© 2022 | WUWF Public Media
11000 University Parkway
Pensacola, FL 32514
850 474-2787
NPR for Florida's Great Northwest
Play Live Radio
Next Up:
0:00
0:00
Available On Air Stations
Local News

Salzman: Redistricting a priority in '22 session

Michelle Salzman
Florida House of Representatives - Robert Hunter
/

The 2022 legislative session gets underway next Tuesday in Tallahassee. With the 2021 session and a special session in the books, Rep. Michelle Salzman has some thoughts on what’s up this year.

“If anybody has any questions about any of the legislation at all, if you have any concerns about any of the bills, feel free to reach out to my office, my staff,” said Salzman. “And we will certainly get an appointment set up and listen to your concerns.”

Salzman, a Pensacola Republican, returns to the statehouse with the experience of last year’s regular session and a pair of special sessions to draw upon this year.

“I was pretty set up for success; I had a really great first session,” she said. “I think what’s going to be different this time is, I won’t be so anxious to understand or anxious to know what happens next. Once you’ve done it a couple of times, you’re more at ease with it and you can focus more on the details of what you’re actually voting on.”

First and foremost in a lot of people’s minds is how lawmakers will respond to the of COVID-19’s Omicron variant. Florida is a hotspot, but Salzman says stringent measures will be in place at the Statehouse for the 60-day session.

“We already have our seats a certain distance apart; you have the option to wear masks, we have a nurse on call that can do all kinds of testing and triaging,” Salzman said. “We also have a full staff of cleaning people. They disinfect everything after every single committee meeting and all the seats.”

As far as the actual work cut out for legislators in ‘22. Job one, says Salzman, is redistricting.

“It’s certainly an honor to be a part of this process, as it only happens every 10 years; so not every lawmaker gets to be a part of it,” said Salzman. “That’s going to be the priority, and also we’re going to continue our agenda for redoing the testing requirements for public education – something that’s been needed for a very long time.”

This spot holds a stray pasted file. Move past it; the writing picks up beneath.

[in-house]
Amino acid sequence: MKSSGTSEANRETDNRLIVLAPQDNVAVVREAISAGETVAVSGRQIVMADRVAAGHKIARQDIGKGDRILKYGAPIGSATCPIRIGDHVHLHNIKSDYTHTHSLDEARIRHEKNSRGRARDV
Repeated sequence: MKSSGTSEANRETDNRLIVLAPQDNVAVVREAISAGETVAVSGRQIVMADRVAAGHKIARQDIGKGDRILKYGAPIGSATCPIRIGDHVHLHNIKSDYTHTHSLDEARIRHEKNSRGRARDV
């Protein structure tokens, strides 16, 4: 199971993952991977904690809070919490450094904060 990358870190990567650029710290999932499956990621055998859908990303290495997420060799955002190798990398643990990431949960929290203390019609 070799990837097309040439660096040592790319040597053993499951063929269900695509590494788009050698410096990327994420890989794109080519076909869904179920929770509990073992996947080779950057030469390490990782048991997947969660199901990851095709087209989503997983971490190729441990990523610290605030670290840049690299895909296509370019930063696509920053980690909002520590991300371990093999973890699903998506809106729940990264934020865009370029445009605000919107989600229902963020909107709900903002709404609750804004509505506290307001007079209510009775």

There are a number of measures to be considered that are either sponsored, or co-sponsored, by Salzman. One is House Bill 475, the Alzheimer’s and Dementia Education Bill. In essence, it teams up the Alzheimer’s Association with the state Health Department and other agencies to provide information on the disease.

“And provides some of the early onset signs and prevention-type pamphlets; we know that the most vulnerable in Alzheimer’s and dementia and just about all health care-related topics are the folks that are in the lower-income bracket,” Salzman said. “The ones that can’t really access the private health care system.”

As the committee meetings ramp up next week, the priorities outlined by Gov. Ron DeSantis will be a part of them all, according to Salzman. It’s the same conversation, she adds, that the governor would have with leaders in both chambers.

“We have a great partnership [with] the senate president and the house speaker, as well as the governor’s office,” said Salzman. “But we also have a great partnership with all of the members. They really do give us a lot of say in the budget – a lot of say in what is and what isn’t passed. It’s truly a team effort.”

One need do nothing more than turn on a radio, television, the Internet, or pick up a newspaper to see the political vitriol that’s nationwide these days. But Pensacola state Rep. Michelle Salzman says that’s not really the case with them.

“I can tell you that what happens in Tallahassee is nothing like what happens in [Washington] D.C.; we do bipartisan bills all the time,” she said. “There are conversations that are very divisive, but a majority of what we do in the state legislature really is a bipartisan effort.”

Elsewhere, Gov. Ron DeSantis is asking for nearly $1 billion to restore Florida’s Everglades system and improve the quality of the state’s water bodies. And Visit Florida, the state’s public- private tourism and marketing arm, could see an extension in its operating life under two proposals.